48. George Piggford, for example, calls Orlando an exemplar of “Bloomsbury camp biography” (“Camp Sites: Biographies of Queer Bloomsbury,” in Queer Forster, ed. Robert K. Martin and George Piggford [Chicago: University of Chicago Press, 1997], 97–101), and the novel has made the short list of Allan Pero’s canon of camp modernism (“A Fugue on Camp”) in this forum.

49. Ted Cohen, Jokes: Philosophical Thoughts on Joking Matters (Chicago: University of Chicago Press, 2001), 28.

50. Leonard Woolf, Downhill All the Way: An Autobiography of the Years 1919 to 1939 (New York: Harcourt Brace Jovanovich, 1967), 27.

51. Judith Butler, Gender Trouble: Feminism and the Subversion of Identity (New York: Routledge, 1999), 175.

52. Virginia Woolf, Orlando (New York: Harcourt Brace Jovanovich, 1981), 24, 116, 157.

53. Sarah Ruhl, Chekhov’s “Three Sisters” and Woolf’s “Orlando”: Two Renderings for the Stage (New York: Theatre Communications Group, 2013), 120.

54. Linda Roethke, email correspondence with the author, March 8, 2013.

55. Orlando, dir. Sally Potter (Adventure Pictures, 1992). [End Page 35]

56. John Pearson, The Sitwells: A Family’s Biography (New York: Harcourt, 1978), 417.

57. Robert M. Post, “To Read as a Poet: Major Performances of Edith Sitwell,” Text and Performance Quarterly 11, no. 2 (1991): 136.

58. See Jerry Rosco, Glenway Wescott Personally (Madison: University of Wisconsin Press, 2002).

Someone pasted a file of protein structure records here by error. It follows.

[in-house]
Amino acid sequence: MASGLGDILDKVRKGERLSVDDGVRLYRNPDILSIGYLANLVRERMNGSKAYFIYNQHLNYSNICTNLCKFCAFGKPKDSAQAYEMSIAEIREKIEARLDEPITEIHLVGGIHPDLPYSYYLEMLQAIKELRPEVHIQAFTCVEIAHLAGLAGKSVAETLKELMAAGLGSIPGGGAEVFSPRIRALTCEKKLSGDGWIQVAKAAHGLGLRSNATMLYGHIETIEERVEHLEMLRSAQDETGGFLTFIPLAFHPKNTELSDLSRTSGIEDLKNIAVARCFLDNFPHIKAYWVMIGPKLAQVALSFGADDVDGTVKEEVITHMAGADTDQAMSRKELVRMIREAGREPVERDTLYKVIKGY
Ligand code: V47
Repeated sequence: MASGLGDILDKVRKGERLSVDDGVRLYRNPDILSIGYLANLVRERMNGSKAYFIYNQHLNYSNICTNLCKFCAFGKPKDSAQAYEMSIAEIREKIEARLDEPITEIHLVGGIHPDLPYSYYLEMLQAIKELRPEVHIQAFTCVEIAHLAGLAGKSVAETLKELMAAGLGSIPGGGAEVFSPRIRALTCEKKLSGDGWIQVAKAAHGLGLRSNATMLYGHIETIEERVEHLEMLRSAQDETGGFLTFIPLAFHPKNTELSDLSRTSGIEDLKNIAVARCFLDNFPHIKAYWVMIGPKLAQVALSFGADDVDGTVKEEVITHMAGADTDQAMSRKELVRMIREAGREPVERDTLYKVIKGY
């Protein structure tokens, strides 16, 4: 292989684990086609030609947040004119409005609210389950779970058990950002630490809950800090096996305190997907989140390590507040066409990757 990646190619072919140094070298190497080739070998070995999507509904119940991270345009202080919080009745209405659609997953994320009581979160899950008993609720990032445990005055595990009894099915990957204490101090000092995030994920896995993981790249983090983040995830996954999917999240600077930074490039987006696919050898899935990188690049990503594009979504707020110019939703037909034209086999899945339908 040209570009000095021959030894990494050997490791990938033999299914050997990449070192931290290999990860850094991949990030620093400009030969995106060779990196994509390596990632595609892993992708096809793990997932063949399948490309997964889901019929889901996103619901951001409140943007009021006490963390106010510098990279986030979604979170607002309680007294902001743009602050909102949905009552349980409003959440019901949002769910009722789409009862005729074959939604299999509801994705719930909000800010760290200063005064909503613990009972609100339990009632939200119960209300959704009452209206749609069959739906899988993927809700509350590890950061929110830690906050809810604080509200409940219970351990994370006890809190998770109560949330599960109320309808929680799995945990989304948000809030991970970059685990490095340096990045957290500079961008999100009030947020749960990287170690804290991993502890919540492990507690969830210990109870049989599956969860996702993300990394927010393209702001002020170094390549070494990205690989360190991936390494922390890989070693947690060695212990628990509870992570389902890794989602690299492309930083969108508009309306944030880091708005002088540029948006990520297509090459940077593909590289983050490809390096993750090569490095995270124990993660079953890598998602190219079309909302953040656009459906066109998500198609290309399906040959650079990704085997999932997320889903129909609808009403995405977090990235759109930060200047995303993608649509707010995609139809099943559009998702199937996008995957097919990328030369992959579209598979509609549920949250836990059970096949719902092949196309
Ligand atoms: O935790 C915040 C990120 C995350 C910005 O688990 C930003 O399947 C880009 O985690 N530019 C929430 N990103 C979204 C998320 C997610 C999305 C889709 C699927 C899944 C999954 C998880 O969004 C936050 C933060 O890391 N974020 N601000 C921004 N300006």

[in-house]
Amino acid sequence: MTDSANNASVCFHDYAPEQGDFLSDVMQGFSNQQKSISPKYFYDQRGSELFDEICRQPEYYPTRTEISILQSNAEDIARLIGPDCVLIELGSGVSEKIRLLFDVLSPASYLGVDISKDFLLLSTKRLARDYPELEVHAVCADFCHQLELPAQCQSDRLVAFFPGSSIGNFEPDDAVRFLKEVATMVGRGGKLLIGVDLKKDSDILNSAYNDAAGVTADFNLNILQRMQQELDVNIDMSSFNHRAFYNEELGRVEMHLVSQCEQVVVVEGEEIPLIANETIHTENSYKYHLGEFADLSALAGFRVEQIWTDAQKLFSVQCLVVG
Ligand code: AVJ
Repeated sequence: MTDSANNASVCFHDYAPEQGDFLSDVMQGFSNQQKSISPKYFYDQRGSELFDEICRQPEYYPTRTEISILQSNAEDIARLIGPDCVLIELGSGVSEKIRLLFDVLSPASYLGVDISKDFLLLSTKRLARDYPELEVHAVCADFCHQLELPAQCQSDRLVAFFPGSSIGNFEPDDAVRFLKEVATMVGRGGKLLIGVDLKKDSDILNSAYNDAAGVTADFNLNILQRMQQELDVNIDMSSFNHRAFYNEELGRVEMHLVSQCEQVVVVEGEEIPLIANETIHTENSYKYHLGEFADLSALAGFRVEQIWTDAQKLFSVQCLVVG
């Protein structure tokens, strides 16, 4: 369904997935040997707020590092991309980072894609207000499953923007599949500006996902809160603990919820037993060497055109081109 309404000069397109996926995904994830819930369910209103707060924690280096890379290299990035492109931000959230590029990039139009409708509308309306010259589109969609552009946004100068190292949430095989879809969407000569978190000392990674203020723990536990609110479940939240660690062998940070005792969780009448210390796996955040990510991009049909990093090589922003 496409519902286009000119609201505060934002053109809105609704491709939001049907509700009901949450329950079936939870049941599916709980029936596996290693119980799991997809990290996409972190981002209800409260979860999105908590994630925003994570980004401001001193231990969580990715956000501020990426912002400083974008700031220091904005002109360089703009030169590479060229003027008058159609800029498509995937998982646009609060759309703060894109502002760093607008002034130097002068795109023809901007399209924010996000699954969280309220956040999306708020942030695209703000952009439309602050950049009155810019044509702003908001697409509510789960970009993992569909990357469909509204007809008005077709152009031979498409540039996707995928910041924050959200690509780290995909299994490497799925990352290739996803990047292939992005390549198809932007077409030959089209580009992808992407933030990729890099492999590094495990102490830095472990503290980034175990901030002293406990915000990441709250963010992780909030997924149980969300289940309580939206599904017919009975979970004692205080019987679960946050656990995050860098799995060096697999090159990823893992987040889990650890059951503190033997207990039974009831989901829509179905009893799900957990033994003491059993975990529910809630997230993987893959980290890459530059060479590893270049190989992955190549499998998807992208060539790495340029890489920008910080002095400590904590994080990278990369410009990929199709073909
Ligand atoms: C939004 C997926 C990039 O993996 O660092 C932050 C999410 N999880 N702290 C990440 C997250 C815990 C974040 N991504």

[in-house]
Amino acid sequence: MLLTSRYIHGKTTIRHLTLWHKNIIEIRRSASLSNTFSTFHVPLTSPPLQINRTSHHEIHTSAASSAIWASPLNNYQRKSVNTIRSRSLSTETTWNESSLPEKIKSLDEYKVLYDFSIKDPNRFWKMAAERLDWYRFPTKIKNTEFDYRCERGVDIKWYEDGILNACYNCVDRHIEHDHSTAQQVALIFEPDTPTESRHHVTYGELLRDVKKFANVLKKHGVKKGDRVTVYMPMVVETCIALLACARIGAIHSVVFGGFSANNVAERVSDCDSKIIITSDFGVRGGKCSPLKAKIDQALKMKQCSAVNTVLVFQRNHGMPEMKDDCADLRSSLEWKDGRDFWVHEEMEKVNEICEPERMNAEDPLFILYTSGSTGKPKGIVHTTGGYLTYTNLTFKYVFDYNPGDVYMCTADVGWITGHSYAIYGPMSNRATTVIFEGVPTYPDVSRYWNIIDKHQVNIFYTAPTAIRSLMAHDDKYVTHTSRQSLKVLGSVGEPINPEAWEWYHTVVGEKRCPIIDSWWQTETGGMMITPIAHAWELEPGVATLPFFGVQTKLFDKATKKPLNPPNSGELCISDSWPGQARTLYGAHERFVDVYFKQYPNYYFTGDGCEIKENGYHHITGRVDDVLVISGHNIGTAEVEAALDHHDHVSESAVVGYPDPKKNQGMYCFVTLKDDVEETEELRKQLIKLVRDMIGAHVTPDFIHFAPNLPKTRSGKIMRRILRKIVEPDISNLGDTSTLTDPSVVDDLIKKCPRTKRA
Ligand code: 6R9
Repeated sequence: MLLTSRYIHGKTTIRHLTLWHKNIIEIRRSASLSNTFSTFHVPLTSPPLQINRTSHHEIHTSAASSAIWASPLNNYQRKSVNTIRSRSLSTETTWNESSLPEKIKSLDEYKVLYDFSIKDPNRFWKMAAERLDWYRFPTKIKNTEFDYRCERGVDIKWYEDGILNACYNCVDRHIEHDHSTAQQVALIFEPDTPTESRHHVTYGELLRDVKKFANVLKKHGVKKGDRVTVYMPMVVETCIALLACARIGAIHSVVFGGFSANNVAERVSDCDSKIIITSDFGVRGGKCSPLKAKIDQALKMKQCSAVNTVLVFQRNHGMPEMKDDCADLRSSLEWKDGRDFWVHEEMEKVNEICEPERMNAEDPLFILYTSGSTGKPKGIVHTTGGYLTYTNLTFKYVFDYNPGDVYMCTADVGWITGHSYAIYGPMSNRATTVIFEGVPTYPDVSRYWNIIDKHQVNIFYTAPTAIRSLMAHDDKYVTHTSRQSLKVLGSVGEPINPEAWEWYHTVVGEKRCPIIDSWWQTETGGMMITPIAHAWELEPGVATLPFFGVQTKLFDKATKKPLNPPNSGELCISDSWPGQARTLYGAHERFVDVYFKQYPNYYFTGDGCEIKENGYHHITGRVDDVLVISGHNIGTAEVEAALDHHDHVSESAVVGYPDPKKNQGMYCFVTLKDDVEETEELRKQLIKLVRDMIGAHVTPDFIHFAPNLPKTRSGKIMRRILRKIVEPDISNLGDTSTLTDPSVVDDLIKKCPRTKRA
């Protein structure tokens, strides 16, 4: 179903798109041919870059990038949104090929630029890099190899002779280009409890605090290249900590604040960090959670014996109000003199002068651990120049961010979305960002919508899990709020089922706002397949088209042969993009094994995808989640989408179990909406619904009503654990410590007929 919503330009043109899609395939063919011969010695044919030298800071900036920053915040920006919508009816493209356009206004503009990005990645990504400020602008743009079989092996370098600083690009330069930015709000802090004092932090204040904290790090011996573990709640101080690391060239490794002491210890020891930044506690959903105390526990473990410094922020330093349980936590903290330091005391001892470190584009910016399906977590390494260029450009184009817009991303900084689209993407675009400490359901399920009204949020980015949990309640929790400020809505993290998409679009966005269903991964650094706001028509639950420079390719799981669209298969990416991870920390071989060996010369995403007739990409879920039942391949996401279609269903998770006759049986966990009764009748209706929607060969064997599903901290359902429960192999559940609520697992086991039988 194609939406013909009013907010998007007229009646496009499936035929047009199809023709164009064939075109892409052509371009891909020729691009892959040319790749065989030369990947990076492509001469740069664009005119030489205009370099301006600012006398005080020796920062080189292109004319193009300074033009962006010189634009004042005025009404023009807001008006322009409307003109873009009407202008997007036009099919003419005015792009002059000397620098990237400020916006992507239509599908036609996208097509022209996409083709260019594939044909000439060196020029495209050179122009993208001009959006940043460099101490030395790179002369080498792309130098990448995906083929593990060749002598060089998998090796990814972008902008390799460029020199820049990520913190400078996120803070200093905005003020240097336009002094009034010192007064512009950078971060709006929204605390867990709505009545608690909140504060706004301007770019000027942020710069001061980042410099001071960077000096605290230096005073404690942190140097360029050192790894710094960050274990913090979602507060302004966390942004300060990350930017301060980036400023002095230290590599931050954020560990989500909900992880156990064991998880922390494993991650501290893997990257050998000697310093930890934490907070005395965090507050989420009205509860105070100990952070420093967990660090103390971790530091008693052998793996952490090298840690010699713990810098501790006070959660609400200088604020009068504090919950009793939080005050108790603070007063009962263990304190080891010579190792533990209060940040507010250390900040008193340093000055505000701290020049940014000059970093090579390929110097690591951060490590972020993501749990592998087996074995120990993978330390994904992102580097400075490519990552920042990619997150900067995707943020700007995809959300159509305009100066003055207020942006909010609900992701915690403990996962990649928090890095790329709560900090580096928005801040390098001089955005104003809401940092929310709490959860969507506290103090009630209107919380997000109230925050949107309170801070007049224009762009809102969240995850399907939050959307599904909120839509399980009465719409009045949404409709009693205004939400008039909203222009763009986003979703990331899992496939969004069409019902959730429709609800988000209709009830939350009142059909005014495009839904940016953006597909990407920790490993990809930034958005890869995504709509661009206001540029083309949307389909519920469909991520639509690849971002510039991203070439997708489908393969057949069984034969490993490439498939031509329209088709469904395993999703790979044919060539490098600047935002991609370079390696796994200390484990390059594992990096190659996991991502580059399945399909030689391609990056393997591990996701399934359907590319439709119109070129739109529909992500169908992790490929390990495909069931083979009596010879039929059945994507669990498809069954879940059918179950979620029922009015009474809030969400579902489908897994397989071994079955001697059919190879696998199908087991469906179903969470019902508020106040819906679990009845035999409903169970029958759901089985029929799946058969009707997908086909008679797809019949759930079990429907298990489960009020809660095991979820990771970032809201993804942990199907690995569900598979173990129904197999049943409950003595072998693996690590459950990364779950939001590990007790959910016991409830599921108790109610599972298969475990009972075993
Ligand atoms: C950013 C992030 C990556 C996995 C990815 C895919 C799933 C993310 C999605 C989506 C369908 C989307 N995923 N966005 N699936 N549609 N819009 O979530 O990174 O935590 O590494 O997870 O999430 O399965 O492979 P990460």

59. This remark, often attributed to Edith Sitwell, has as yet no confirmed source. Richard Greene, one of Sitwell’s biographers, told me in conversation (January 18, 2013) that it likely appeared in one of her many journalistic pieces in the 1930s.

60. See Melissa Bradshaw, “Lady Macbeth Goes to Hollywood,” in this forum.

61. Diana Vreeland, D.V., George Plimpton and Christopher Hemphill, eds. (New York: Knopf, 1984), 22.

62. Jacques Lacan, The Seminar of Jacques Lacan, vol. 3, The Psychoses, 1955–1956, ed. Jacques-Alain Miller, trans. Russell Grigg (New York: Norton, 1997), 171.

63. Hélène Cixous, “The Laugh of the Medusa,” trans. Keith Cohen and Paula Cohen, Signs: Journal of Women in Culture and Society 1, no. 4 (1976): 885.

64. Jean Cocteau, Cocteau’s World: An Anthology of Writings by Jean Cocteau, ed. and trans. Margaret Crosland (London: Peter Owen, 1972), 317.

65. Walter Benjamin, “The Work of Art in the Age of Mechanical Reproduction,” in Illuminations: Essays and Reflections, ed. Hannah Arendt, trans. Harry Zohn (New York: Schocken, 1969), 221.

66. Alenka Zupančič, The Shortest Shadow: Nietzsche’s Philosophy of the Two (Cambridge, MA: MIT Press, 2003), 170–71.

67. See G. W. F. Hegel, Introductory Lectures on Aesthetics, ed. Michael Inwood, trans. Bernard Bosanquet (Toronto: Penguin, 1993), 76–78.

68. This is, of course, a recasting of Frank N. Furter’s bon mot in the song “Sweet Transvestite”: “I’ll remove the cause, but not the symptom!” See The Rocky Horror Picture Show, dir. Jim Sharman (Twentieth-Century Fox, 1975). [End Page 36]